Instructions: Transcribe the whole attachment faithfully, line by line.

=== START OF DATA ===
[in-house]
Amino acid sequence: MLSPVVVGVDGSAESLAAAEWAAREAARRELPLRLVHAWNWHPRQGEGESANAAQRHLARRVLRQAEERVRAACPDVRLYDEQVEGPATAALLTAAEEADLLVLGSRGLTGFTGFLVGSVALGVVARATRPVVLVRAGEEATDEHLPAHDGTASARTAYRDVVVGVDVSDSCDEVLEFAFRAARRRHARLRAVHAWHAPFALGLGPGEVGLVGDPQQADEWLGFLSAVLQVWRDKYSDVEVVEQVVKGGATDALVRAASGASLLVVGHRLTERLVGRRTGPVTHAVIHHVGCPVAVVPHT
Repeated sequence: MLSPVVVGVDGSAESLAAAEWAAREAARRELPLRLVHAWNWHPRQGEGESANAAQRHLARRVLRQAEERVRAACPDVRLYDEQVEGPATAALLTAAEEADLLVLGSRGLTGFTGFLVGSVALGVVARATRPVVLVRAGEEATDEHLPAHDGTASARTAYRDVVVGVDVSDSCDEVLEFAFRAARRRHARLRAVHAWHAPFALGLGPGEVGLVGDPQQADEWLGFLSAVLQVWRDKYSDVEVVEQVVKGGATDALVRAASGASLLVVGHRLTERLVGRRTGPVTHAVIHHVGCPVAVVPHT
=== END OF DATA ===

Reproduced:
[in-house]
Amino acid sequence: MLSPVVVGVDGSAESLAAAEWAAREAARRELPLRLVHAWNWHPRQGEGESANAAQRHLARRVLRQAEERVRAACPDVRLYDEQVEGPATAALLTAAEEADLLVLGSRGLTGFTGFLVGSVALGVVARATRPVVLVRAGEEATDEHLPAHDGTASARTAYRDVVVGVDVSDSCDEVLEFAFRAARRRHARLRAVHAWHAPFALGLGPGEVGLVGDPQQADEWLGFLSAVLQVWRDKYSDVEVVEQVVKGGATDALVRAASGASLLVVGHRLTERLVGRRTGPVTHAVIHHVGCPVAVVPHT
Repeated sequence: MLSPVVVGVDGSAESLAAAEWAAREAARRELPLRLVHAWNWHPRQGEGESANAAQRHLARRVLRQAEERVRAACPDVRLYDEQVEGPATAALLTAAEEADLLVLGSRGLTGFTGFLVGSVALGVVARATRPVVLVRAGEEATDEHLPAHDGTASARTAYRDVVVGVDVSDSCDEVLEFAFRAARRRHARLRAVHAWHAPFALGLGPGEVGLVGDPQQADEWLGFLSAVLQVWRDKYSDVEVVEQVVKGGATDALVRAASGASLLVVGHRLTERLVGRRTGPVTHAVIHHVGCPVAVVPHT